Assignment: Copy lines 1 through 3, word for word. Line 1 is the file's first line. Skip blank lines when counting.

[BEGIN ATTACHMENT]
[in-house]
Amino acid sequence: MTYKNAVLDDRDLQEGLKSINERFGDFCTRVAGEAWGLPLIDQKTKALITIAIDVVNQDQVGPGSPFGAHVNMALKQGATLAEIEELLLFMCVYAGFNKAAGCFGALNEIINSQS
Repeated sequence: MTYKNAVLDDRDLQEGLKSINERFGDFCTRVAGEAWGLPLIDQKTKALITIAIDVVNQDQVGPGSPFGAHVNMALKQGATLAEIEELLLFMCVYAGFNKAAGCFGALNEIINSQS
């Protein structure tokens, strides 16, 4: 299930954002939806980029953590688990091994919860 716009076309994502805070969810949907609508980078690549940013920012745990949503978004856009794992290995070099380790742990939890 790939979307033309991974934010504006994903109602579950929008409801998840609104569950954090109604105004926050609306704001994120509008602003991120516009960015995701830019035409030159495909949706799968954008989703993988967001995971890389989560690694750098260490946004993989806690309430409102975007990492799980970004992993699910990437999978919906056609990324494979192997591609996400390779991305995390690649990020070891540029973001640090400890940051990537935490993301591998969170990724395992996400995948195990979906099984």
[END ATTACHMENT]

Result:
[in-house]
Amino acid sequence: MTYKNAVLDDRDLQEGLKSINERFGDFCTRVAGEAWGLPLIDQKTKALITIAIDVVNQDQVGPGSPFGAHVNMALKQGATLAEIEELLLFMCVYAGFNKAAGCFGALNEIINSQS
Repeated sequence: MTYKNAVLDDRDLQEGLKSINERFGDFCTRVAGEAWGLPLIDQKTKALITIAIDVVNQDQVGPGSPFGAHVNMALKQGATLAEIEELLLFMCVYAGFNKAAGCFGALNEIINSQS